Tips To Safeguard Your Business Against Internal Fraud
Fraud causes businesses to lose 5 percent of their yearly revenue, according to the annual report from the Association of Certified Fraud Examiners (ACFE). Fraud situations are especially threatening to smaller enterprises, since they can lack sufficient resources to support accountability systems within their accounting department and software. The first step to shielding your business from extortion is to be aware of some popular fraud scenarios.
Emailed invoice scams
Emailed invoice scams occur when someone pretends to be one of your business’s legitimate vendors and sends your business either a false invoice or a revised one that claims to have updated payment terms. It’s important to schedule regular overviews of each account your business has with outside vendors.
While online banking is a convenient way to transfer funds quickly, this method is vulnerable to cybercrime. Sometimes employees transfer money to the wrong account, or even a fake one. Help prevent this type of fraud by keeping in touch with your financial institution about potential scams. It’s also wise to hold regular meetings with your accounting team to monitor transactions.
According to the ACFE, small businesses have a 42 percent higher risk of payroll fraud than large businesses. The most common forms of this fraud are inflated expense reports, claiming overtime hours not worked and creating fake (or “ghost”) employees in the payroll system. Monitoring monthly reports is an essential foundation for creating accountability for payroll staff. You may also want to consider internal controls within your payroll system, such as requiring employees to get approval from two people before making any changes to payroll. The ACFE also recommends separating certain payroll duties. For example, have two different employees write payroll checks and compute staff hours for payroll.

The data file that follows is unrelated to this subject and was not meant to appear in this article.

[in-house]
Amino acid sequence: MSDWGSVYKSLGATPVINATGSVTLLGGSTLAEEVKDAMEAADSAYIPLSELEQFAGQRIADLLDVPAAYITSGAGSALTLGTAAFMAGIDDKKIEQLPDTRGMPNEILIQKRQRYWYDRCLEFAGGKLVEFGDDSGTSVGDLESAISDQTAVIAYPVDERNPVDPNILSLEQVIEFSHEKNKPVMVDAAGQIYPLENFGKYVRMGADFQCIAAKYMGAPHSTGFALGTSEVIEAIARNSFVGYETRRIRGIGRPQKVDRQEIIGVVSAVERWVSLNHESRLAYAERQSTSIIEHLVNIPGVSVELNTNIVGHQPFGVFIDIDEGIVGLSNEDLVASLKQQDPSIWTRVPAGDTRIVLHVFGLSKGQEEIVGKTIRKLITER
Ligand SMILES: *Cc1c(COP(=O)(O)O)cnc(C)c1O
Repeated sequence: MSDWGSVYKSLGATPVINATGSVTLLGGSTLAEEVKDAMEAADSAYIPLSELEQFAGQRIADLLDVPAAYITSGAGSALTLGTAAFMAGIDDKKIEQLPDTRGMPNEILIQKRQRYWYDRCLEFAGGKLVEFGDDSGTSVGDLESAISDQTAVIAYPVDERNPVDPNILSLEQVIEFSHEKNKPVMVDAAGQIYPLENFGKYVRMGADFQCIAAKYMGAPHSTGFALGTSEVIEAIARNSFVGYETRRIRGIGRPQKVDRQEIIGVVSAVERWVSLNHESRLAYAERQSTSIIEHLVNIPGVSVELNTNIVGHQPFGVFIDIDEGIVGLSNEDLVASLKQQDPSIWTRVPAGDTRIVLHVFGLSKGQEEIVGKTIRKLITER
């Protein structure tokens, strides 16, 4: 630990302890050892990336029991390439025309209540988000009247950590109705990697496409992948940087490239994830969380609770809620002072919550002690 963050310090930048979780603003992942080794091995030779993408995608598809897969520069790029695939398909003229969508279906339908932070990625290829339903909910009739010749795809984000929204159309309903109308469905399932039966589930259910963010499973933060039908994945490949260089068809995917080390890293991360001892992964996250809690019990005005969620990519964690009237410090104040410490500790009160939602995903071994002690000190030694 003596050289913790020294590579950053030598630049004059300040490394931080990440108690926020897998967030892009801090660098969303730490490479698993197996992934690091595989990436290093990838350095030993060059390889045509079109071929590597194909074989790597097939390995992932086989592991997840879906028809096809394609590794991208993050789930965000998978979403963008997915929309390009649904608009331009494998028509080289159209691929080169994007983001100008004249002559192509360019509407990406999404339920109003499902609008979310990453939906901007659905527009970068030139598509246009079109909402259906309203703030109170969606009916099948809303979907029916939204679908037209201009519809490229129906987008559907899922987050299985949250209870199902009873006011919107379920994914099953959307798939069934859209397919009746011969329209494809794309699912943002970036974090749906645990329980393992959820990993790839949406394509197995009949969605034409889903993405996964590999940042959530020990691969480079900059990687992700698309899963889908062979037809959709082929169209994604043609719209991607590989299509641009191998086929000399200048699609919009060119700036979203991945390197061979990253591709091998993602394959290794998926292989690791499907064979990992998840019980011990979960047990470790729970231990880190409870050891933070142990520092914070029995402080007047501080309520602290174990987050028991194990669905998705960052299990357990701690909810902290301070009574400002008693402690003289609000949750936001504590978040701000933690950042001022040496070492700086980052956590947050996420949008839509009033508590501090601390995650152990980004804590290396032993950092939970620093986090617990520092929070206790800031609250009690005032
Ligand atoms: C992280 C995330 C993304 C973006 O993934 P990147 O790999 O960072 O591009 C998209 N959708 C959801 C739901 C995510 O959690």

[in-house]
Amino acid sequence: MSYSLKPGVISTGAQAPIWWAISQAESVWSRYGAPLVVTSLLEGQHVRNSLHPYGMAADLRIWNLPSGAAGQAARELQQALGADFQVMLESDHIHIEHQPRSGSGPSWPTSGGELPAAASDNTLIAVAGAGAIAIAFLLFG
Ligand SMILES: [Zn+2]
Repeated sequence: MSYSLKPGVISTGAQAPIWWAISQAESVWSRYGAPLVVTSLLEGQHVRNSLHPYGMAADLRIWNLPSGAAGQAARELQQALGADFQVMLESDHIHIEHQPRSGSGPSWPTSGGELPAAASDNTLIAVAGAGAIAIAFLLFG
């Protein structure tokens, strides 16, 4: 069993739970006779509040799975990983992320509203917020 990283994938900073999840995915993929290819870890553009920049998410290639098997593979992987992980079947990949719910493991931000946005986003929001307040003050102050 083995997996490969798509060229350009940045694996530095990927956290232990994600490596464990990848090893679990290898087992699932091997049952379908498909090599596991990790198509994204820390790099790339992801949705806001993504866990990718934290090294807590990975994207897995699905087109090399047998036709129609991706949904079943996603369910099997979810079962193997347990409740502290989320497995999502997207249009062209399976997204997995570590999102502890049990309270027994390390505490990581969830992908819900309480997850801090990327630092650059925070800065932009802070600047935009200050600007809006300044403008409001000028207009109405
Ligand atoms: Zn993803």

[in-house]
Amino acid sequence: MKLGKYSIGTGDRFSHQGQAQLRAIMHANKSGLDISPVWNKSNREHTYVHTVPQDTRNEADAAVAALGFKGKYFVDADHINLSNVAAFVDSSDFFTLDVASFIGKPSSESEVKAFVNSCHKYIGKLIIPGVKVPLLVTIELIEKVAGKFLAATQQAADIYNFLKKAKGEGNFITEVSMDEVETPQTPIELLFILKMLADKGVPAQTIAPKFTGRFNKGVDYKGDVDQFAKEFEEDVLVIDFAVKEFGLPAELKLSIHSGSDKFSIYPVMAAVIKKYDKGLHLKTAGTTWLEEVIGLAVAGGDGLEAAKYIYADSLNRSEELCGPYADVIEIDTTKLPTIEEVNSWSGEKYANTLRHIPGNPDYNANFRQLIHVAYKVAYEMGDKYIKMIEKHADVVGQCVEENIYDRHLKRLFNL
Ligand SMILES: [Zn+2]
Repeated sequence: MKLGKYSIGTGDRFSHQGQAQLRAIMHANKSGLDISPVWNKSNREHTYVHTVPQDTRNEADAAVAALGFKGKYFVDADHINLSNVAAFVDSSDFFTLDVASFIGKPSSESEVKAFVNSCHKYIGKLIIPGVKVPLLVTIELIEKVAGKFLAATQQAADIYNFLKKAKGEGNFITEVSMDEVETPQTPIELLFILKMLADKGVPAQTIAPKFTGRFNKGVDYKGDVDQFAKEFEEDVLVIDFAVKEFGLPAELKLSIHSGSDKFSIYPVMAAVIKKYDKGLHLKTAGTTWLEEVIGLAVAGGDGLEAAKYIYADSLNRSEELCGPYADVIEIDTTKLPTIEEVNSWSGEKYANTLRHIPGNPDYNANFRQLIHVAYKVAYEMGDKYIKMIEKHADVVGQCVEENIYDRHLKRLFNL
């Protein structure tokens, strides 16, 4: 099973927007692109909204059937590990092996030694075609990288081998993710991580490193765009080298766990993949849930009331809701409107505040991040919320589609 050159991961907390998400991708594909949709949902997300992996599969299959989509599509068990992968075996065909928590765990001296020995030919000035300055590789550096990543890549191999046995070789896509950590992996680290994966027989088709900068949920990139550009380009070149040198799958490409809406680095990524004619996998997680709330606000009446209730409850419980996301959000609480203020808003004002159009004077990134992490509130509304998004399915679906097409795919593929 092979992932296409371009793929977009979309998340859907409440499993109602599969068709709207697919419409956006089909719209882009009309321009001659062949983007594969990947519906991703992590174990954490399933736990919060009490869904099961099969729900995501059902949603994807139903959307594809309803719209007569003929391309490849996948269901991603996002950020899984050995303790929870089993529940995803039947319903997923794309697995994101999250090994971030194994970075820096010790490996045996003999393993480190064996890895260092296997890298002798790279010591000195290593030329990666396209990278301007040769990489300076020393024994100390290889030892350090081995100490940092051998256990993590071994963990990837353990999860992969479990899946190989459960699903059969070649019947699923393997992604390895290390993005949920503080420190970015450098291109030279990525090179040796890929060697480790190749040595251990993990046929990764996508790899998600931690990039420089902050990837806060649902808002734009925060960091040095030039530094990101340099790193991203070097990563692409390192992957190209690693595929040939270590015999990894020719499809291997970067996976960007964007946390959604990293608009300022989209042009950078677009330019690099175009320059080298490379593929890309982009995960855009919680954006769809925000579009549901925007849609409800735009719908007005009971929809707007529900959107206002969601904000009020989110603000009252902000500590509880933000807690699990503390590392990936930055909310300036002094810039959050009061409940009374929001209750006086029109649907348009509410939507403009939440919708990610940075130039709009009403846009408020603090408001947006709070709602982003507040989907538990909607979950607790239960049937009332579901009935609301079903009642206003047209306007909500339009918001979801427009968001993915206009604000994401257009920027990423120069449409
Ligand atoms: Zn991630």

This type of fraud occurs when an employee pays a supplier, but then directs the cash to a side account instead of sending it directly to the supplier. Sometimes it involves an employee creating a fake vendor within the invoicing software, then diverting the funds into a side account. Business owners can combat this by scheduling regular meetings to review every vendor within your accounting system to help minimize the risk of financial loss due to false invoicing.
Another common fraud risk for small businesses is cash theft. This type of extortion can take a few different forms: larceny, fraudulent disbursement and skimming. Help eliminate this type of fraud by establishing a streamlined monitoring system for supervising your business’s cash flow. For example, make daily deposits and reconcile bank statements each month. This will help prevent cash from sitting around in plain sight to tempt personnel.
With a little foresight, it’s easy to establish some practical accountability checks and balances, and separate financial duties of staff to protect your business from fraud. Click here for more information on Washington Trust’s fraud protection services for businesses.
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